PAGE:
Encouraging life into your garden: planting for black cockatoos

I just had one of those awesome moments, as I watched a black cockatoo drink from my new birdbath for the first time. And I thought I’d share some big tips for getting these wonderful and rare birds into your garden…

First pageHelp save an entire species, and get free help in the garden in exchange? That’s a deal that’s hard to refuse!

We’re talking about the Carnaby’s Black Cockatoo (Calyptorhynchus latirostris). Of the three black cockatoo species in the South-West of Western Australia, Carnaby’s is the most threatened, listed as ‘Endangered’ under the Commonwealth Environmental Protection and Biodiversity Conservation Act 1999. These cheeky birds, punctuating Perth skies with their raucous ‘wee-lar’ calls during the first half of each year, are up against tough odds. They breed in the wheatbelt, using hollows in mature trees as nests to raise their chicks. In some areas more than 90% of the native vegetation has been cleared. After breeding they return to the coastal plain, where widespread clearing for urban areas and agriculture has caused a dramatic loss of feed habitat.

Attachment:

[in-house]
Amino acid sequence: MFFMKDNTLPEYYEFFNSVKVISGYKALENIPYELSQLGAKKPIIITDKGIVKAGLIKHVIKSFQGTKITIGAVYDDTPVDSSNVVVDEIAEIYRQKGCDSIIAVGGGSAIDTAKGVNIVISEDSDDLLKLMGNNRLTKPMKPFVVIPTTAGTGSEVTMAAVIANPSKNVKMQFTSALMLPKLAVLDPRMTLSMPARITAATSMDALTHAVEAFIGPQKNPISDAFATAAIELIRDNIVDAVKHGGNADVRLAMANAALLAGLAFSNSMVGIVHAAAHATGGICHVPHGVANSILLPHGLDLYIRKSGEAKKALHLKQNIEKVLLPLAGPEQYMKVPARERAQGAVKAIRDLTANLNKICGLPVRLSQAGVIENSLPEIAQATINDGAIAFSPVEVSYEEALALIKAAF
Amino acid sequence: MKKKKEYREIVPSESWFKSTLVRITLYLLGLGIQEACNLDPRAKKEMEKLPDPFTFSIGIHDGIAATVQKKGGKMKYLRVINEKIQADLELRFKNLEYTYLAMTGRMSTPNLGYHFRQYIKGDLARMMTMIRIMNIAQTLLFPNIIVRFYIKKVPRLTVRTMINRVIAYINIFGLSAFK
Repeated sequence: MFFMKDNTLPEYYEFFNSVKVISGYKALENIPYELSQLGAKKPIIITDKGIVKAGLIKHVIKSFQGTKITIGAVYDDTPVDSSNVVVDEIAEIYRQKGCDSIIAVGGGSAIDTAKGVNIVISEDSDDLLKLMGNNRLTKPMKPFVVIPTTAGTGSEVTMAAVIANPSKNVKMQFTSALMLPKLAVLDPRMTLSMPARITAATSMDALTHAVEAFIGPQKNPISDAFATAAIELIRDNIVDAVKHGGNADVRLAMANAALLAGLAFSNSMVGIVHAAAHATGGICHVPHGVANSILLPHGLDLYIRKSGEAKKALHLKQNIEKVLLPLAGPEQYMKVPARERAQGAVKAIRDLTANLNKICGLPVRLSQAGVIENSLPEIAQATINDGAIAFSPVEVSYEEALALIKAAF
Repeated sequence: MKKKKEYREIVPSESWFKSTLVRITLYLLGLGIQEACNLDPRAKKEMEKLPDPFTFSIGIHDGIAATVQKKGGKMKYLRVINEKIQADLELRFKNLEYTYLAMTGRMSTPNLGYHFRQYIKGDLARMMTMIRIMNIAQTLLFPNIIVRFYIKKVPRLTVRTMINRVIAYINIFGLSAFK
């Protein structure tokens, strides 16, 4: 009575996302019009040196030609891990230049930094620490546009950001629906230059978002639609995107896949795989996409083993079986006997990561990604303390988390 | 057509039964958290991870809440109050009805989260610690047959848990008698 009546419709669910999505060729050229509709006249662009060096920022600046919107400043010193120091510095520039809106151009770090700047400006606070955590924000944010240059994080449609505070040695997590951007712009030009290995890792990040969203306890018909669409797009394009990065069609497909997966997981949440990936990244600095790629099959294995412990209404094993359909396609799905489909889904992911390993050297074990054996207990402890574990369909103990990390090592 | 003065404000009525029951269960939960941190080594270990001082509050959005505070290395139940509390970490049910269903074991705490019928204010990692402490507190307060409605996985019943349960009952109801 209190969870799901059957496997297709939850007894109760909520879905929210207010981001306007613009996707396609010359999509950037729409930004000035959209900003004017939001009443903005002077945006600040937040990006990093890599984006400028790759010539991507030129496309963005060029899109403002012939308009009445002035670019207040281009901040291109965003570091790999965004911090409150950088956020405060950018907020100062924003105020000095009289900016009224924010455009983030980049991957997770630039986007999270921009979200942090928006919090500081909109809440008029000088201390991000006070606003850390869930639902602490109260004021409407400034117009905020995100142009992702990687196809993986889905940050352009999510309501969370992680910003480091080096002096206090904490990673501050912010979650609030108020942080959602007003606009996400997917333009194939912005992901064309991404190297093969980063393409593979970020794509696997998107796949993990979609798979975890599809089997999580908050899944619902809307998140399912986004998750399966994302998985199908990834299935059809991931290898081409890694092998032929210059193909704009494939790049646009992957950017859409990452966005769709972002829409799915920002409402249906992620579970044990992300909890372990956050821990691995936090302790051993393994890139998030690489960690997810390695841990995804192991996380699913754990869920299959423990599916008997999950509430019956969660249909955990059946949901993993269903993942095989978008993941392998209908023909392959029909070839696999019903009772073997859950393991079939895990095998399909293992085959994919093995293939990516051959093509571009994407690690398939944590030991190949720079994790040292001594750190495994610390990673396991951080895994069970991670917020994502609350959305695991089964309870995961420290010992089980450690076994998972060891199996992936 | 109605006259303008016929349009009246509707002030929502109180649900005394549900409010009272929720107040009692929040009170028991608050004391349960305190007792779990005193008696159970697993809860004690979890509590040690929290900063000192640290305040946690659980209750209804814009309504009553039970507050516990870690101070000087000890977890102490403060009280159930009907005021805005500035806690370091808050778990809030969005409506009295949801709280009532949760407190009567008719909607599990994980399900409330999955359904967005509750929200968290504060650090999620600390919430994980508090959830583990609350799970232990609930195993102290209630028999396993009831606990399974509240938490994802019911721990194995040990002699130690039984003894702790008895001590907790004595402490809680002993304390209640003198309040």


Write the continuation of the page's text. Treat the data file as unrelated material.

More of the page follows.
Numbers of this iconic species have halved since the 1960s, they have vanished from one-third of their former range, and it is thought that most of the birds we see today are too old to breed. Will our children or grandchildren farewell the last of these beautiful birds? Continue reading

Helping preschool kids appreciate the biodiversity at their doorstep – a mini-library to connect to nature

For people to want to change something, they’ve got to care. And to care, they have to understand. And what better time to start raising that understanding than when they are kids? Cue my mini-library to connect kids with local biodiversity issues.

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Who dug that burrow? My hubby and daughter in Dryandra.

I’ve just returned from a weekend camping in the wonderful Dryandra Woodland, one of the few places where Western Australia’s mammal emblem, the numbat, still exists in the wild. Dryandra also boasts two predator-free fenced enclosures at a site called Barna Mia. Barna Mia houses six nocturnal species, many now extinct on the mainland, and only one of which I’ve ever seen outside of fenced sanctuaries. All we needed to make the weekend perfect were books. Continue reading